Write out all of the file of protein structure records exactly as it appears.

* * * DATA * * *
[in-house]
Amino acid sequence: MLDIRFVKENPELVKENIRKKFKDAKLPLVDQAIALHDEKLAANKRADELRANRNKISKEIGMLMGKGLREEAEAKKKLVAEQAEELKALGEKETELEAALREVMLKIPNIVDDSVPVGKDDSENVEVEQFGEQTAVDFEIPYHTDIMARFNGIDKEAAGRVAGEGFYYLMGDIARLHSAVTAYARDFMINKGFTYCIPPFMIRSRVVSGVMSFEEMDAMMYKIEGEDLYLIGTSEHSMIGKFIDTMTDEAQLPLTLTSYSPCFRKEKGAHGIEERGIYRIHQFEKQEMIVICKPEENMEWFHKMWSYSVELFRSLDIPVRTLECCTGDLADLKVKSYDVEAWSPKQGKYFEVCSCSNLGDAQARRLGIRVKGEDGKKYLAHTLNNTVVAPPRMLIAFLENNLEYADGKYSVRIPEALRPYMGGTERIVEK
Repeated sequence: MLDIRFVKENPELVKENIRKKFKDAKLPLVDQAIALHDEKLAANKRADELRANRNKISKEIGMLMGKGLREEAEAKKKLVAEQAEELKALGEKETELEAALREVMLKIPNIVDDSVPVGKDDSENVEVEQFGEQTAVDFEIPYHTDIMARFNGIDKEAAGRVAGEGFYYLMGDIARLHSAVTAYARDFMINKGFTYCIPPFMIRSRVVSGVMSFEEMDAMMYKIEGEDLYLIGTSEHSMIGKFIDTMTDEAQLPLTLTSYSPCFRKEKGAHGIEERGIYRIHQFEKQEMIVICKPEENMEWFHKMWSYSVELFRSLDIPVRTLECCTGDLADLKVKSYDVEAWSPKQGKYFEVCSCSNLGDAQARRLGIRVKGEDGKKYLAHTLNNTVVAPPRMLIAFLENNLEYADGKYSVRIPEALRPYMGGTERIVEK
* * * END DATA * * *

[in-house]
Amino acid sequence: MLDIRFVKENPELVKENIRKKFKDAKLPLVDQAIALHDEKLAANKRADELRANRNKISKEIGMLMGKGLREEAEAKKKLVAEQAEELKALGEKETELEAALREVMLKIPNIVDDSVPVGKDDSENVEVEQFGEQTAVDFEIPYHTDIMARFNGIDKEAAGRVAGEGFYYLMGDIARLHSAVTAYARDFMINKGFTYCIPPFMIRSRVVSGVMSFEEMDAMMYKIEGEDLYLIGTSEHSMIGKFIDTMTDEAQLPLTLTSYSPCFRKEKGAHGIEERGIYRIHQFEKQEMIVICKPEENMEWFHKMWSYSVELFRSLDIPVRTLECCTGDLADLKVKSYDVEAWSPKQGKYFEVCSCSNLGDAQARRLGIRVKGEDGKKYLAHTLNNTVVAPPRMLIAFLENNLEYADGKYSVRIPEALRPYMGGTERIVEK
Repeated sequence: MLDIRFVKENPELVKENIRKKFKDAKLPLVDQAIALHDEKLAANKRADELRANRNKISKEIGMLMGKGLREEAEAKKKLVAEQAEELKALGEKETELEAALREVMLKIPNIVDDSVPVGKDDSENVEVEQFGEQTAVDFEIPYHTDIMARFNGIDKEAAGRVAGEGFYYLMGDIARLHSAVTAYARDFMINKGFTYCIPPFMIRSRVVSGVMSFEEMDAMMYKIEGEDLYLIGTSEHSMIGKFIDTMTDEAQLPLTLTSYSPCFRKEKGAHGIEERGIYRIHQFEKQEMIVICKPEENMEWFHKMWSYSVELFRSLDIPVRTLECCTGDLADLKVKSYDVEAWSPKQGKYFEVCSCSNLGDAQARRLGIRVKGEDGKKYLAHTLNNTVVAPPRMLIAFLENNLEYADGKYSVRIPEALRPYMGGTERIVEK